The newspaper had keys to the building, so at night and on the weekends, we let ourselves in. It was on one of these weekends that I brought a friend with me. I’m printing as fast as I can so I can get on with my weekend, and we hear footsteps. I don’t say anything this time, but my friend gets down on the floor and tries to see under the door. She didn’t see anything despite what we were hearing. Again I wait until everything is in the fixer and then open the door. No one is there, but it is helpful to have a witness who hears the same things I do. I know it is not my imagination.
Then one night I’m up there alone. It was a Saturday night, and I was on deadline. Again I’m working as fast as I can so I can get out the hell out of there. No footsteps this time, but as I’m leaving, standing at the top of that staircase, I hear a squeak so I turn around. The door to the crawlspace is opening so so slowly. At this point, part of me is thinking this is the guys fucking with me. There were four or five photographers, and I was the only girl. So I stood there with all my stuff waiting because I wasn’t going to let them prank me. And it is opening so slowly and I’m thinking… what if it isn’t the guys, what if someone is living in Ginter House illegally, what if this is the moment in the horror movie when you are telling Laurie Stokes not to put down the knitting needles… so I run down the levels of the house until I get to the door, which I lock behind me. I then head over to the newspaper offices and count the keys. They were all there. No one had taken out.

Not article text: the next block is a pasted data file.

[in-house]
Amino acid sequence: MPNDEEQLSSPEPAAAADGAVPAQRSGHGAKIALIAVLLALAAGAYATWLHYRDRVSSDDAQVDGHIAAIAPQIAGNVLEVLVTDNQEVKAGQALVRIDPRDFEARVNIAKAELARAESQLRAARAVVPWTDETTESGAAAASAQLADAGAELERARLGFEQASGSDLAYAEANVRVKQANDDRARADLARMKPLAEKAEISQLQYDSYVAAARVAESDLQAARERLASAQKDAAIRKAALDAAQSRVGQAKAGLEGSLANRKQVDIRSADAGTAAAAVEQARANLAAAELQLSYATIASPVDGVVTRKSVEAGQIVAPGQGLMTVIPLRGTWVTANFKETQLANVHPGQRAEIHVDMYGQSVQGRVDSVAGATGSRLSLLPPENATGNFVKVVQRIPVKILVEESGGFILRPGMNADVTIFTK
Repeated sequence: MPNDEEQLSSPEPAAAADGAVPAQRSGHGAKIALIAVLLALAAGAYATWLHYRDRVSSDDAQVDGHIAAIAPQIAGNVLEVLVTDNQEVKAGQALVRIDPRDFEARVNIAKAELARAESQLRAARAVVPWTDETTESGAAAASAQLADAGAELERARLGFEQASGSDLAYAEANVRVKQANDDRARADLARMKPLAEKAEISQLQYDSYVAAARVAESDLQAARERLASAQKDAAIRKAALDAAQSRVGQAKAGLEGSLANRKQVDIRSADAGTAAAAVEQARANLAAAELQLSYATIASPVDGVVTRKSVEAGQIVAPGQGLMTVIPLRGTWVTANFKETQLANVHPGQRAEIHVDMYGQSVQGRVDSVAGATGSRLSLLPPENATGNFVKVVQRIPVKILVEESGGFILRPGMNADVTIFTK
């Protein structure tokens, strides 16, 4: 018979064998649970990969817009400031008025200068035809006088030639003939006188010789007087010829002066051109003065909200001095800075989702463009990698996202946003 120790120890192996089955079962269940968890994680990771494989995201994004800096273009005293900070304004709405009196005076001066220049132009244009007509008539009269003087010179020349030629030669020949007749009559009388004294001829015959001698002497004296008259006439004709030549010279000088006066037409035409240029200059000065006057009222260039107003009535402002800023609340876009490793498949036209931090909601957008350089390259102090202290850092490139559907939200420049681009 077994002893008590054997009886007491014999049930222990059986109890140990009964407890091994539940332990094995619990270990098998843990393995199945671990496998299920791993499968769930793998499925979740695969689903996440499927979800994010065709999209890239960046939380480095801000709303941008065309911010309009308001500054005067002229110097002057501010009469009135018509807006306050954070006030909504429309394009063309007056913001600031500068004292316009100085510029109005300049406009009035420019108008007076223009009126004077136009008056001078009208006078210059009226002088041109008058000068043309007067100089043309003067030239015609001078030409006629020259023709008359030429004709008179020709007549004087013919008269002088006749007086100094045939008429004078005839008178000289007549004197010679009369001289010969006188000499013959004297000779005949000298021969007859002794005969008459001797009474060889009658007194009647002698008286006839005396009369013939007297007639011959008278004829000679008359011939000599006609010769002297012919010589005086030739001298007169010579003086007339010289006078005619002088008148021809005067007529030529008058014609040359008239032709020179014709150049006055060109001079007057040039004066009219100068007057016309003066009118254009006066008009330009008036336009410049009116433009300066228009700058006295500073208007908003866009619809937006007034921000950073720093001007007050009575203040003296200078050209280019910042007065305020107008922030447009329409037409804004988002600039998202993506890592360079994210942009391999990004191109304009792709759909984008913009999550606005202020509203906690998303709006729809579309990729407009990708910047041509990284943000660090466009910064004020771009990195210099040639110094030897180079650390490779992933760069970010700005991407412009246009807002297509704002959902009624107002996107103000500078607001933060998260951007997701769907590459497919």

I went back the next day in the daylight to look at the crawlspace. The door was closed. I looked in there, and it was full of antique desks. So what was it? Was I being pranked? Was it a spirit? I don’t know. I switched over to just writing for the paper so I didn’t have to go up there anymore.
VCU has written about the haunting.
“The door to the crawlspace is opening so so slowly…and I’m thinking… what if someone is living in Ginter House illegally?”
Do you have any horror movie dealbreakers?
I don’t like anything with little kids getting hurt or being put in danger. Both Pet Sematary movies are hard for me (and they always seem to be on television), and I’ve skipped parts of them. I know what happens. I don’t need to see it.
What’s the scariest book you’ve ever read? Is there a particular scene that really haunts you still?
It is hard to pick the scariest. Stephen King has terrified me at different stages of my life with different books. I can remember reading The Shining for the first time in high school, and the scene in which Wendy kills her husband, but he keeps coming after her, and the narrative switches from “he” to “it.” I had never read anything like that before. It was shocking and terrifying, and I still remember that moment. Then there is Danny Glick scratching on the window in Salem’s Lot. So hard to get that image out of your mind.
Colleen Kearney Rich is the author of the chapbook Things You Won’t Tell Your Therapist (Finishing Line Press, 2019). Her writing has been published in SmokeLong Quarterly, Wigleaf, matchbook, and Pithead Chapel, among others. She lives in Virginia, and you can find her on Twitter at @colleenrich.